'The Guru is both 'external' and 'internal'.  From the 'exterior' he gives a push to the mind to turn
inward; from the 'interior' He pulls the mind towards the Self and helps in the quieting of the mind.
This is guru-kripa.   There is no difference between God, Guru, and the Self.'
(Maharshi's Gospel, Book I, Chapter VII, 'Guru and His Grace'.)

contd.,

Arunachala Siva.   

Subramanian.R

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Re: Guru
« Reply #2 on: December 09, 2015, 12:32:06 PM »
It is said that the Sadguru gives three gifts to the spiritual seeker.  Bhagavan said, "In the case of
the individual soul, which desires to attain the state of true knowledge or the state of Isvara (Godhood)
and with that object always practices devotion,  the Lord who is the witness of the individual soul and
identical with it, comes forth, when the individual's devotion has reached a mature stage, in human
form with the help of Sat Chit Ananda.  These three natural features, and form and name which he
also graciously assumes, and in the guise of blessing the disciple, absorbs him in Himself.  According
to this doctrine, the Guru can truly be called the Lord.  (Spiritual Instructions, Chapter I, Section 7.)

The first gift is the Sadguru's form.  From the formless, the Divine takes a form.  The form is sweet,
enchanting, lovable. The form enables a seeker to relate to, to begin to seek the otherwise formless
Self.  As each seeker, at one time or another, believes he or she has a human form, so  too, the
Sadguru takes on a human form.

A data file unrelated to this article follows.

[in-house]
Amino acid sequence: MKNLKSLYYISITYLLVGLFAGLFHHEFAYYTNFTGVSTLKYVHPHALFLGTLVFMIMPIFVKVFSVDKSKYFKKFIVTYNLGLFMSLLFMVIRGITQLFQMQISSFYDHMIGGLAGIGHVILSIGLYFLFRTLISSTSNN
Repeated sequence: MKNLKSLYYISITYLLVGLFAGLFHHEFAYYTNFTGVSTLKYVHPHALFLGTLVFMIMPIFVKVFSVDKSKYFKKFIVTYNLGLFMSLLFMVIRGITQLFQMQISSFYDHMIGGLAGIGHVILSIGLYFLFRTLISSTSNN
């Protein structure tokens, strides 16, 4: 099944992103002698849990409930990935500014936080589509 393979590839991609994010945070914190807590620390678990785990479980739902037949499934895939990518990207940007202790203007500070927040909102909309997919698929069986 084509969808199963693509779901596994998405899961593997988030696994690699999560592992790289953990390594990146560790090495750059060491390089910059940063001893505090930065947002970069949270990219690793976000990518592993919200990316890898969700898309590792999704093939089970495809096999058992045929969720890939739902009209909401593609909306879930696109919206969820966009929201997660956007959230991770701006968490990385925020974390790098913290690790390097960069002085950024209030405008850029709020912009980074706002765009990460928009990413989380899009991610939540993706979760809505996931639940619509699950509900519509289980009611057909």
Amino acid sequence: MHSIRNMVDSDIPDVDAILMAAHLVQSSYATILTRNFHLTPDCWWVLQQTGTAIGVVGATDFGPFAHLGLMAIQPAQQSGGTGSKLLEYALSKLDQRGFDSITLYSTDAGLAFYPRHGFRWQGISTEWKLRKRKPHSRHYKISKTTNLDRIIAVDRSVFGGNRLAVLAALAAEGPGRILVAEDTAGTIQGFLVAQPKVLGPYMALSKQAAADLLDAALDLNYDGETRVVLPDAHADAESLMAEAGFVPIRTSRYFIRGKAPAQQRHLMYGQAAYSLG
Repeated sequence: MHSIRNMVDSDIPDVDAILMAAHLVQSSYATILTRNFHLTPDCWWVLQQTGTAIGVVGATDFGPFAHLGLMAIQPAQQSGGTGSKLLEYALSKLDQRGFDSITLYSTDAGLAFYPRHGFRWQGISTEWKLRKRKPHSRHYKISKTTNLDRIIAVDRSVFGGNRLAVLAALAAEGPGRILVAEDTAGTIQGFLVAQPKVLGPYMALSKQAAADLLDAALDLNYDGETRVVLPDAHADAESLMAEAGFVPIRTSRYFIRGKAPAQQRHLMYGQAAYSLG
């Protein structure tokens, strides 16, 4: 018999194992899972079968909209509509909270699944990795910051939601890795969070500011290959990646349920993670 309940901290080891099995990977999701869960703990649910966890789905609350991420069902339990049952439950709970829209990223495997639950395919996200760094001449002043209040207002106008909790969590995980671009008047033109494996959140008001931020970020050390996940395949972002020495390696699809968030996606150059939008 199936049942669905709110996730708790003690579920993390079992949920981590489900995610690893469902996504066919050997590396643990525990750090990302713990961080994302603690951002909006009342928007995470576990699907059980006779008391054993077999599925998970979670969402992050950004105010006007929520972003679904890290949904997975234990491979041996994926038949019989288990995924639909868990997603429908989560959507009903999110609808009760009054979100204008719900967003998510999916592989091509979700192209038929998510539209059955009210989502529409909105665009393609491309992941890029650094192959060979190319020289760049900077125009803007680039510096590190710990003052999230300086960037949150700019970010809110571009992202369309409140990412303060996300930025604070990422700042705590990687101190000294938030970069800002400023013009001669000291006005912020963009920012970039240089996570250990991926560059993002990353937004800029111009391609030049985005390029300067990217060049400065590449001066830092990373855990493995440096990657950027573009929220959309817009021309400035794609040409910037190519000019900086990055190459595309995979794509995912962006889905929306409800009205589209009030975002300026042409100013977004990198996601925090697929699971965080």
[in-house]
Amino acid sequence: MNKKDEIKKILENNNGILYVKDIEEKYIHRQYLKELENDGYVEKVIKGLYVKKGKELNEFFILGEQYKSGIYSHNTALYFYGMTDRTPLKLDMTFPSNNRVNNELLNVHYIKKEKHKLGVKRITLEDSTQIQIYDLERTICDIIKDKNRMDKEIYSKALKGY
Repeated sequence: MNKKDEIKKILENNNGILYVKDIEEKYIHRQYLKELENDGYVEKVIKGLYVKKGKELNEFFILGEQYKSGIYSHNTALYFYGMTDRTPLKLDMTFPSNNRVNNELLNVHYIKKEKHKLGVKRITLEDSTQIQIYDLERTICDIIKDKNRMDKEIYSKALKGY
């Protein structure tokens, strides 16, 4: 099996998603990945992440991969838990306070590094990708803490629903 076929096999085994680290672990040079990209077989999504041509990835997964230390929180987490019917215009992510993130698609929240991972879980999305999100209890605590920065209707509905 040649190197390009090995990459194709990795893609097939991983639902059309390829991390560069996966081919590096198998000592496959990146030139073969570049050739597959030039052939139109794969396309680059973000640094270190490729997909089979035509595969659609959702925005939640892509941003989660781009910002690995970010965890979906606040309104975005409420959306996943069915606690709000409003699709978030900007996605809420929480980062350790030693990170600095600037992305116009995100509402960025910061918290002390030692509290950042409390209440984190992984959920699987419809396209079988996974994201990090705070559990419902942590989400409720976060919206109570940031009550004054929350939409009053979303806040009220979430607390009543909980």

Further, can you think of a form without also thinking of its name?  There is an intimate connection
between the name and the form it represents. The name is the Sadguru's second gift.  As well,
it is said that the name is even sweeter than the form.  If one thinks of a mango, one immediately
becomes happy and one's mouth begins to water.  The word 'mango' conjures up an image of a large,
sweet, perfect mango.  But if one sees a physical mango, all sorts of doubts may arise: "Is it sweet?
Will it be stringy? Will it taste oily?  How much will it cost?"

contd.,

Arunachala Siva.                   

Subramanian.R

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Re: Guru
« Reply #3 on: December 10, 2015, 11:17:20 AM »
The name leads to the form and vice versa (all of creation is but name and form- nama and rupa).
The manifest universe is but name and form - the un-manifest Truth manifests itself so that one
may relate to it.  The name and form of the Sadguru invokes his or her salient features.  They are
suggestions for contemplation.  They are calling cards for kinship.  They are vehicles of adoration.
They are the Self appearing in dress of manifestation. 

The name  chosen is the means whereby one is able to approach the named.  It is a means to reach
the goal, for the goal is contained in the means.  Consciousness of the name leads to consciousness
of the named.  As one thinks so one becomes. Like a piece of wood that has been placed in a fire,
sooner or later the wood itself will turn into fire. Likewise, a mind that is immersed in the Sadguru's